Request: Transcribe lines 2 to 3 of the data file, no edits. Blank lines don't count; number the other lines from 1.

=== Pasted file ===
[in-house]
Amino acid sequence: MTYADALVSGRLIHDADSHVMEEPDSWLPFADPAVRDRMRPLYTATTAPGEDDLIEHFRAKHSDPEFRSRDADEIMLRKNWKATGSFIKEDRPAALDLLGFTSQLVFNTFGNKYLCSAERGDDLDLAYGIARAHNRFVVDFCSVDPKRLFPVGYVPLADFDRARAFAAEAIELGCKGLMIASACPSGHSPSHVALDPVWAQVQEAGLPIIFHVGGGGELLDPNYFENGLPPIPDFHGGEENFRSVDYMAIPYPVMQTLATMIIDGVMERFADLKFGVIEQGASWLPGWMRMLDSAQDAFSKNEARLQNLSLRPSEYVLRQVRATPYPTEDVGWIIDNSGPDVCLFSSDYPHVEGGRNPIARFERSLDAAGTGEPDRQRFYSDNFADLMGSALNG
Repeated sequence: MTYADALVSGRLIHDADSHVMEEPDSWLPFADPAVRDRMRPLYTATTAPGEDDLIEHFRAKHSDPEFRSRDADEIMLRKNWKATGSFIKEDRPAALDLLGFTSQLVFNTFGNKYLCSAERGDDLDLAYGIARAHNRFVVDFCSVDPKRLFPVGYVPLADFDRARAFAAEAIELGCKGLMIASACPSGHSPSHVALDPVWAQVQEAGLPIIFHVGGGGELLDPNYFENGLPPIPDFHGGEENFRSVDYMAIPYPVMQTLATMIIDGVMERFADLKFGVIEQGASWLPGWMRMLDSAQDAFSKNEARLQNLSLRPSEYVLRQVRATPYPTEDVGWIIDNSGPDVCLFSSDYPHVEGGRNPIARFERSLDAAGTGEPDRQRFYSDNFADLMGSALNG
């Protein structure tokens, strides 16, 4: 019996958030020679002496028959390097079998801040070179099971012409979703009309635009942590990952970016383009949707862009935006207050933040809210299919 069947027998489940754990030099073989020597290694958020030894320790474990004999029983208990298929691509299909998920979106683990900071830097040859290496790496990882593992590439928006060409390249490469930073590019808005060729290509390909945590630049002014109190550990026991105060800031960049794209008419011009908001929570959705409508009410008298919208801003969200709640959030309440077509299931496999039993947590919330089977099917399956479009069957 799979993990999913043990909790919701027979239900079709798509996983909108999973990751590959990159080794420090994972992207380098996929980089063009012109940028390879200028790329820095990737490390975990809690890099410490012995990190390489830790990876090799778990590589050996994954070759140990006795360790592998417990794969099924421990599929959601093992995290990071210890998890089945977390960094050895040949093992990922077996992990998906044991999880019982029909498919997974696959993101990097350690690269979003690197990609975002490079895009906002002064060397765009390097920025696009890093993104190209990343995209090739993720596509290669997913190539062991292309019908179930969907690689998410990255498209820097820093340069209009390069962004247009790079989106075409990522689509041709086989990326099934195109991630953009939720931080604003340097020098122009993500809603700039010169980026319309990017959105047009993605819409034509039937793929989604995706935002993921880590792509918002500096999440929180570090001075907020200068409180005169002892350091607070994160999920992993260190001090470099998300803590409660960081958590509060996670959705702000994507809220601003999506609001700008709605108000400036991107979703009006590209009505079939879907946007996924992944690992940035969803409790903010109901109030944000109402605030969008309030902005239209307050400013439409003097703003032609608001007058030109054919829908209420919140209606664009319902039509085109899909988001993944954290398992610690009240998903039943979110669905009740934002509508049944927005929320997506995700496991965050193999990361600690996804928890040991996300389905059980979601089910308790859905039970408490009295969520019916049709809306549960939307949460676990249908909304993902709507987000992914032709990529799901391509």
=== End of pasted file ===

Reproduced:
Amino acid sequence: MTYADALVSGRLIHDADSHVMEEPDSWLPFADPAVRDRMRPLYTATTAPGEDDLIEHFRAKHSDPEFRSRDADEIMLRKNWKATGSFIKEDRPAALDLLGFTSQLVFNTFGNKYLCSAERGDDLDLAYGIARAHNRFVVDFCSVDPKRLFPVGYVPLADFDRARAFAAEAIELGCKGLMIASACPSGHSPSHVALDPVWAQVQEAGLPIIFHVGGGGELLDPNYFENGLPPIPDFHGGEENFRSVDYMAIPYPVMQTLATMIIDGVMERFADLKFGVIEQGASWLPGWMRMLDSAQDAFSKNEARLQNLSLRPSEYVLRQVRATPYPTEDVGWIIDNSGPDVCLFSSDYPHVEGGRNPIARFERSLDAAGTGEPDRQRFYSDNFADLMGSALNG
Repeated sequence: MTYADALVSGRLIHDADSHVMEEPDSWLPFADPAVRDRMRPLYTATTAPGEDDLIEHFRAKHSDPEFRSRDADEIMLRKNWKATGSFIKEDRPAALDLLGFTSQLVFNTFGNKYLCSAERGDDLDLAYGIARAHNRFVVDFCSVDPKRLFPVGYVPLADFDRARAFAAEAIELGCKGLMIASACPSGHSPSHVALDPVWAQVQEAGLPIIFHVGGGGELLDPNYFENGLPPIPDFHGGEENFRSVDYMAIPYPVMQTLATMIIDGVMERFADLKFGVIEQGASWLPGWMRMLDSAQDAFSKNEARLQNLSLRPSEYVLRQVRATPYPTEDVGWIIDNSGPDVCLFSSDYPHVEGGRNPIARFERSLDAAGTGEPDRQRFYSDNFADLMGSALNG